“Out at the end of our robotic arm — that’s the first robot — is a coring drill that uses rotary percussive action like we have used similarly and previously on Mars with the Curiosity mission, except rather just generating powder, this creates an annular groove in the rock and breaks off a core sample,” Steltzner said.
During each sample collection, the core sample will go directly into the tube attached to the drill.
“That bit and the sample tube are brought back by the robotic arm — our first robot — into the second robot, our bit carousel, which receives the … filled sample tube and delivers it to a very fine and detailed robot, the sample handling arm inside the belly of the beast, in which the sample is then assessed, its volume is measured, images are taken, and it is sealed and placed back into storage for eventually being placed in a cache on the surface.”
The portion of the caching system inside the rover is called the Adaptive Caching Assembly, which consists of more than 3,000 parts alone.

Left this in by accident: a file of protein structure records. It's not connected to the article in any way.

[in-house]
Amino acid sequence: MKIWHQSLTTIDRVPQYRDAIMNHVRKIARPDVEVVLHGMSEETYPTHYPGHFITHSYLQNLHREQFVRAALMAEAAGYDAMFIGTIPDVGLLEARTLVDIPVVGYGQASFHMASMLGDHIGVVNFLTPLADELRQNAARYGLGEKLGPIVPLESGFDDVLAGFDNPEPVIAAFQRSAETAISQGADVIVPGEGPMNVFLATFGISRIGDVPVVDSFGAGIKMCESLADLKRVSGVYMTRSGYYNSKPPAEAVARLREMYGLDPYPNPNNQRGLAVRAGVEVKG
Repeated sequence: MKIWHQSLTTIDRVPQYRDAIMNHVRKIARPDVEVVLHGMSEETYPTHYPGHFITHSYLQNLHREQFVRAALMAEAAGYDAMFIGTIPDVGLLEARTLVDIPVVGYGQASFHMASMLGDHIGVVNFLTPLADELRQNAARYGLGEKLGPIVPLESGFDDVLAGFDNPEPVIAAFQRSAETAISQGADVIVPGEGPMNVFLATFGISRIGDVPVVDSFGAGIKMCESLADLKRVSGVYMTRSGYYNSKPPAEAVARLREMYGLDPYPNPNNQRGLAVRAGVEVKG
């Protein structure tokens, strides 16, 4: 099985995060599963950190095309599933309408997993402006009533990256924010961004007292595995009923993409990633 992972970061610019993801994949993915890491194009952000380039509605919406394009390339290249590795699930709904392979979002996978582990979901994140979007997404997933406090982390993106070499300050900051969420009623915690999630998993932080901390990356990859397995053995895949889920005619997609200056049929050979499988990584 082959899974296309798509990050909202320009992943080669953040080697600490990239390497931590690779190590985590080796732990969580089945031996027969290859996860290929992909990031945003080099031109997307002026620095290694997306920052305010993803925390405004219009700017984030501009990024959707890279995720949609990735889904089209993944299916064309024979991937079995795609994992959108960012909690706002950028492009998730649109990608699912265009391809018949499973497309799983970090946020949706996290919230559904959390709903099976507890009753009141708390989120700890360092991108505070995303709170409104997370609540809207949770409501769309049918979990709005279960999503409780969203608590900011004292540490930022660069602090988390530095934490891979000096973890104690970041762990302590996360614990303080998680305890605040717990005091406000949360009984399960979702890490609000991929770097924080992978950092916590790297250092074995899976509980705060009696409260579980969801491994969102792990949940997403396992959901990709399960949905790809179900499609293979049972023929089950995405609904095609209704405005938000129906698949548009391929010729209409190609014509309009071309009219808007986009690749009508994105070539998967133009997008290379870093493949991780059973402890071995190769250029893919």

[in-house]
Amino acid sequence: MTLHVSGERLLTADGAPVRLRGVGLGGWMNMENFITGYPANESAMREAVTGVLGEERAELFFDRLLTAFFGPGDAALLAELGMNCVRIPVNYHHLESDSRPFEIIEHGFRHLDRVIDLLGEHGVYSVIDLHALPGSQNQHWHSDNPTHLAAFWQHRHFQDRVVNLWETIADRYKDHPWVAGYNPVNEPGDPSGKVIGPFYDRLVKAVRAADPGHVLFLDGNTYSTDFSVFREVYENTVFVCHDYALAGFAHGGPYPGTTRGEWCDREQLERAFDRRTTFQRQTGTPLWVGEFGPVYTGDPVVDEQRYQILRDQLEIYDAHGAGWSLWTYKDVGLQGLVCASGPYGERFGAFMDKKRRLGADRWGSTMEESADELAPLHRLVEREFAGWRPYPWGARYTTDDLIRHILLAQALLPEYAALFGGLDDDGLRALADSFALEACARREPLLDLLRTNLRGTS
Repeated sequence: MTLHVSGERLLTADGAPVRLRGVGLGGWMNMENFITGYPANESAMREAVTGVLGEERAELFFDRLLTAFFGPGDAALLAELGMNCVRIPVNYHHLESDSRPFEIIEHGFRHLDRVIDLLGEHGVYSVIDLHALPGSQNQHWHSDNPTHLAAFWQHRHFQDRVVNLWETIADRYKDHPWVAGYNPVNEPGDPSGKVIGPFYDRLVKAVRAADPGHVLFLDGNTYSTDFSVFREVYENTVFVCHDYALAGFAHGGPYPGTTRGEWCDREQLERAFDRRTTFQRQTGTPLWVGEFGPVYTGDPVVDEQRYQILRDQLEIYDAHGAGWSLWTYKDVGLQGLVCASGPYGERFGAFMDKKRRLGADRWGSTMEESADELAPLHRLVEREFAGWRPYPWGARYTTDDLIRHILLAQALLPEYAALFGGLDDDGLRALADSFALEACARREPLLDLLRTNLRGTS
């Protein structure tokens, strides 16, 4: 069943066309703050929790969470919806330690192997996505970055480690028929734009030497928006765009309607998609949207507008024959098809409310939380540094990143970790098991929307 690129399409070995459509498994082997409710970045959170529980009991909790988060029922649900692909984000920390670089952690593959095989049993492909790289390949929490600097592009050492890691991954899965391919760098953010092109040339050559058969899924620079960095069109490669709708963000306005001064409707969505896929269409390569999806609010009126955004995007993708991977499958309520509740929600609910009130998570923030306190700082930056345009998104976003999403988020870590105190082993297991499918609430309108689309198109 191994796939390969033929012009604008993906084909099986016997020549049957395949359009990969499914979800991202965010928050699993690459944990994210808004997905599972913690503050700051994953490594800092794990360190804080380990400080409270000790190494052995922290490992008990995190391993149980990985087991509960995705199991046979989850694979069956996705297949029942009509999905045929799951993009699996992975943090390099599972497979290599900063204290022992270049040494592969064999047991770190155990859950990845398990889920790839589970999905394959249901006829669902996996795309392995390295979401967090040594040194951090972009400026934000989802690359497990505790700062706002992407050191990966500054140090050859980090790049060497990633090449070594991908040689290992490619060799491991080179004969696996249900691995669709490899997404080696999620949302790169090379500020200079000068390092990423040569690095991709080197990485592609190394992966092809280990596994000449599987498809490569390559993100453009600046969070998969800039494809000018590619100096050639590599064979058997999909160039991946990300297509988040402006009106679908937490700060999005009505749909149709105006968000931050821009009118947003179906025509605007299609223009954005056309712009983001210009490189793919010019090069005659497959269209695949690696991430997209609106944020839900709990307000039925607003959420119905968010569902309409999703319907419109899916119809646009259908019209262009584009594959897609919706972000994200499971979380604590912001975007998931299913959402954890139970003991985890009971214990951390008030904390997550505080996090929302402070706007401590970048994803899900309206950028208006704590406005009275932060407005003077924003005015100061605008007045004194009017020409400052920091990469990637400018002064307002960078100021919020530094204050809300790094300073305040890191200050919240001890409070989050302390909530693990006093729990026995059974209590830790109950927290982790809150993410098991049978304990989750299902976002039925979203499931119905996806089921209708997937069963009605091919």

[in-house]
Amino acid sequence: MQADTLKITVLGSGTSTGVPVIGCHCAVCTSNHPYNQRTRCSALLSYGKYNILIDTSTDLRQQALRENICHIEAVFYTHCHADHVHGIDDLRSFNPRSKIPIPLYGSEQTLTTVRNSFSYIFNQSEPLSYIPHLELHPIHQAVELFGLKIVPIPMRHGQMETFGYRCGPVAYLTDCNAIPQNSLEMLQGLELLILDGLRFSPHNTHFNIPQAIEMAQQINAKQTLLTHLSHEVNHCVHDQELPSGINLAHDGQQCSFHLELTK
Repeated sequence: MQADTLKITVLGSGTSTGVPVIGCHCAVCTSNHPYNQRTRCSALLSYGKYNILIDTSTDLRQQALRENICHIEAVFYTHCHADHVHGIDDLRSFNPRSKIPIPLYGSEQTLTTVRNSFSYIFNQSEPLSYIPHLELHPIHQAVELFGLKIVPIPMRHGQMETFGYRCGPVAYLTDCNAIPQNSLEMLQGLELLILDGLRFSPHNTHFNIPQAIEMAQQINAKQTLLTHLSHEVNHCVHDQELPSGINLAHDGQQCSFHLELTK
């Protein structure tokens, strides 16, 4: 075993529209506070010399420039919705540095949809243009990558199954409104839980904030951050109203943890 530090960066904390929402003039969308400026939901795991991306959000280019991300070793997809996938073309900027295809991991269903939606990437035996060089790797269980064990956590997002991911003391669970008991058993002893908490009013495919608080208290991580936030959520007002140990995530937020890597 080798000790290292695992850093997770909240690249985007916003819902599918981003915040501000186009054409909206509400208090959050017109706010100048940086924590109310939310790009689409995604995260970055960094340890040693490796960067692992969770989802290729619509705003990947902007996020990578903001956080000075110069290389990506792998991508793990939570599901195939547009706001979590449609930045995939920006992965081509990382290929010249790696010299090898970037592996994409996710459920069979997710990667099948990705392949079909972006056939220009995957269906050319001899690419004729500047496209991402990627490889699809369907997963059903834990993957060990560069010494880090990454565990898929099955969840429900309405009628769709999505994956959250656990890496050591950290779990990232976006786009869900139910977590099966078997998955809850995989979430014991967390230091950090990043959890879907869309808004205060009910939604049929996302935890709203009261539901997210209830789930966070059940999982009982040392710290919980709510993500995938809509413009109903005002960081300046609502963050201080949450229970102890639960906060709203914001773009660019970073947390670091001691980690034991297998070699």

The design of the drill and sample tubes is intended to preserve the distribution minerals cored from Martian rocks. The system is also intended to collect samples directly from softer soils.
NASA selected seven scientific payloads to ride to Mars on the Perseverance rover in 2014.
Two of the instruments, named PIXL and SHERLOC, are located alongside the coring drill on the robotic arm’s turret. They will scan Martian rocks to determine their chemical composition and search for organic materials, providing key inputs into decisions by ground teams on which rocks to drill.
The Mars 2020 rover also carries the SuperCam instrument, an intricate suite of sensors, including a camera, laser and spectrometers, designed to zap Martian rocks from more than 20 feet (6 meters) away to measure their chemical and mineral make-up, with the ability to identify organic molecules.
Developed by an international team in the United States, France and Spain, the SuperCam instrument is an upgraded version of the ChemCam instrument currently operating on NASA’s Curiosity Mars rover.